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Pearl Izumi X-Alp Launch II Bike Shoe

Marti Bruce reviews the Pearl Izumi X-Alp Launch II  Bike Shoe for Blister Gear Review.

Pearl Izumi X-Alp Launch II Bike Shoe

Pearl Izumi X-Alp Launch II Bike Shoe

Stated Features:

  • Bi directional closure with a BOA lacing system
  • Carbon-fiber injected composite shank
  • Low-cut construction
  • EVA X-Alp outsole/midsole for off the bike cushioning and comfort and on the bike power transfer
  • Carbon rubber lugged outsole for superior traction and durability
  • SPD compatible
  • Stated weight 350 g (per shoe)

MSRP: $160

Size Tested: 39

Reviewer: 5’ 5” 120 lbs.

Test Locations: Whitefish, MT; Whistler, BC

Days Tested: 15

Intro

Freeride shoe companies have been incorporating more pedal friendly models into their lineup (see Noah’s and Tasha’s reviews on the Five Ten Kestrel), while XC and road riding specialist, Pearl Izumi, has been moving from the opposite direction and is refining its all-mountain shoes. Pearl recently delivered its version of an efficient trail shoe with the X-Alp Launch II.

With some beefed-up features for trail riding, the X-Alp Launch II still offers some of the best features of Pearl Izumi’s road cycling background: it’s lightweight with a stiff sole. But a burlier toe box and lugged outsole make this a more appropriate shoe for everyday trail riding.

Fit

The Launch II’s size 39 fits similarly to my other Pearl Izumi shoes. Compared to my Five Ten shoes, I went a size up for the Launch II (from a 38 to a 39). The 39 fit well, so if you fall between sizes maybe err on the larger size. The shoe does seem to be wider than other Pearl Izumi shoes (but this could be partly due to the BOA system instead of traditional laces) and I didn’t notice this space while actually riding.

I had a little bit of movement in the heel when walking in the shoes. But, just like with the extra space in the width of the shoe, on the bike I don’t notice that extra space in the heel or any heel movement.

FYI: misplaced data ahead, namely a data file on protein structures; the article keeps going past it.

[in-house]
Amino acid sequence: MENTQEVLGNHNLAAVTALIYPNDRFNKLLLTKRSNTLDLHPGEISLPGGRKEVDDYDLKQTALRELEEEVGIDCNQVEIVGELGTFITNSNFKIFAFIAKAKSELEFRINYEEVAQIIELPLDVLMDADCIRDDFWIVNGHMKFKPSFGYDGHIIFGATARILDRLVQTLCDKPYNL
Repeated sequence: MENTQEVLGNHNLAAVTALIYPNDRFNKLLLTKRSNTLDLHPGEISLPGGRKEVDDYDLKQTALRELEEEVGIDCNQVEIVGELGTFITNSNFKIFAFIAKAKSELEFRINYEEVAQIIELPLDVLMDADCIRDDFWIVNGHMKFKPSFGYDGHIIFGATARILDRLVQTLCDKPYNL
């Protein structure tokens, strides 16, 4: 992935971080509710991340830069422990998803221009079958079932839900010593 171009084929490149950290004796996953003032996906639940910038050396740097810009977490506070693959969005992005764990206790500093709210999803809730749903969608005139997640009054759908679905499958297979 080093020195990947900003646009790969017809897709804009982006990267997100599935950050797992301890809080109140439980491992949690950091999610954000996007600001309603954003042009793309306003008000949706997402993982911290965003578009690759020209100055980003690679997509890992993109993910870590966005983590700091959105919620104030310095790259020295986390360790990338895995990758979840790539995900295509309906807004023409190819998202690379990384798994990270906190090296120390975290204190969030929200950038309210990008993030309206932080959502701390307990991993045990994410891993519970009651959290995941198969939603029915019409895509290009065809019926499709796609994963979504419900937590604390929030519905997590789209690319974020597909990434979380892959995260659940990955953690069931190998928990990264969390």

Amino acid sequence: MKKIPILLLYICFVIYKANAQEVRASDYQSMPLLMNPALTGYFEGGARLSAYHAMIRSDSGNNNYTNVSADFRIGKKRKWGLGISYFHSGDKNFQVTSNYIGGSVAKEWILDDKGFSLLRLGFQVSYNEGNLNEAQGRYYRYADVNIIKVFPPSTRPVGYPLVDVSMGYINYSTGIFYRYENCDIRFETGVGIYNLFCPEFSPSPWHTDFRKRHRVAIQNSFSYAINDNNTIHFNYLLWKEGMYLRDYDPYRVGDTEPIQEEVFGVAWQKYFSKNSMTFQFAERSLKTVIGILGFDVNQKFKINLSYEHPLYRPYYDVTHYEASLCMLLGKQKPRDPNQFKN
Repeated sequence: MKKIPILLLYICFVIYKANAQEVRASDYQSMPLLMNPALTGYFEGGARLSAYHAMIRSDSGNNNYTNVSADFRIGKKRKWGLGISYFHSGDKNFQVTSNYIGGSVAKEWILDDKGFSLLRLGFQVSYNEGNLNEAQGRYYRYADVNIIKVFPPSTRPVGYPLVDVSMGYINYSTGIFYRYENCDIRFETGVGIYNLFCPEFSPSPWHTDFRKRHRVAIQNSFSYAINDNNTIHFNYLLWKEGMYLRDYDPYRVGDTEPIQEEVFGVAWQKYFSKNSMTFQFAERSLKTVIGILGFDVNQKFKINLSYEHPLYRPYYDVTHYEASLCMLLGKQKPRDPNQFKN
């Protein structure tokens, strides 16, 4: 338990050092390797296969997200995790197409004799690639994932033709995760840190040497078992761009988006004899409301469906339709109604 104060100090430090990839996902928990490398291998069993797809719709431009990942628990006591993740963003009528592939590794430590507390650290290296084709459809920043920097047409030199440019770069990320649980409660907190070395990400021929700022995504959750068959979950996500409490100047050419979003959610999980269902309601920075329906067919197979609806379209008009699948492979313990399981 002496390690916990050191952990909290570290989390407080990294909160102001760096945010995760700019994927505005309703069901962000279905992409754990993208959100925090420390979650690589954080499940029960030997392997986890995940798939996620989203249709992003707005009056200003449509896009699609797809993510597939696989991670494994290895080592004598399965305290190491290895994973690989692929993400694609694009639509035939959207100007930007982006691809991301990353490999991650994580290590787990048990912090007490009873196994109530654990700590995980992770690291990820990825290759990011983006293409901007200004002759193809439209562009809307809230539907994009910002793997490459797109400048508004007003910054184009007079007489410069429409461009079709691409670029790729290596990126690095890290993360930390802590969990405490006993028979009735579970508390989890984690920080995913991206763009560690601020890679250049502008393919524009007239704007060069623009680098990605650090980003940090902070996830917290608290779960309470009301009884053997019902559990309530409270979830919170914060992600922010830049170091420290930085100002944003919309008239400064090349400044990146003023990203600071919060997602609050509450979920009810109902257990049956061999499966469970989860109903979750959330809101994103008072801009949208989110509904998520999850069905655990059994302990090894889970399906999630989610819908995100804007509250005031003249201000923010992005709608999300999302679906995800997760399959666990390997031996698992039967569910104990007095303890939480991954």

Features and Construction

The X-Alp Launch II’s carbon fiber injected composite shank keeps the shoe stiff. The shank also distributes pressure from pedalling—and impacts—so your foot doesn’t doesn’t get as beat up. I rarely develop hot spots on my feet while riding, but even on a hot 15-mile ride, I didn’t develop any hot spots with the X Alp Launch IIs thanks to the shank’s pressure distribution. It also helps that the Launch II has EVA shoe foam rubber above the cleat.

Marti Bruce reviews the Pearl Izumi X-Alp Launch II  Bike Shoe for Blister Gear Review.

Marti Bruce in the Pearl Izumi X-Alp Launch II, Whistler, BC.

The rubber lugged outsole provides good traction for the occasional hike-a-bike, and the shoe foam rubber at the midsole is comfortable for all-day riding.

The X-Alp Launch’s cleat slots are approximately 27 mm long. This seems about average for a MTB shoe, and it enabled me to position the cleats behind the ball of my foot, with the potential to go farther back if I wanted to.

BOA System

The X-Alp Launch II is my first experience with the BOA lacing system. For those who aren’t familiar with BOA, it’s a plastic dial, which tightens a metal cable “lace” to tighten the shoe. It took me a minute to realize that the left shoe tightens by spinning to the left while the right shoe tightens to the right. Also, to take the shoe off, you pop the knob up, which loosens the laces completely.

Personally, I’m not a huge fan of this BOA system. Because of my narrow feet, I can’t get the laces to tighten sufficiently around the middle of my foot. Pearl Izumi’s shoes are known for being narrow and my other Pearl Izumi shoes (an earlier version of the X-Alp Enduro) fit my narrow feet better. Then again, the Launch II also has a velcro strap so they’re a little easier to tighten. Maybe if there were 2 BOA systems on the Launch II like on some of Pearl’s other shoes, it would tighten better around the middle of my foot.

However, because of the Launch II’s stiffness, this looseness at the tongue affected me less than I imagined it would. While standing and walking the Launch II felt loose, but while pedalling the shoe was comfortable, transferred my pedal stroke well, and my foot didn’t move around.

Also, the BOA system does have its perks, most notably that you can adjust your shoes quickly, even while you’re riding.

Stiffness and Pedalling

Because of the stiffness in the shank, The X-Alp Launch II is a great shoe for pedalling. Compared to my Five Ten Minnaar — a much softer shoe — there’s a notable improvement in pedalling efficiency. They may not be as stiff as a dedicated XC race shoe, but for everyday trail riding they are very efficient.

Walking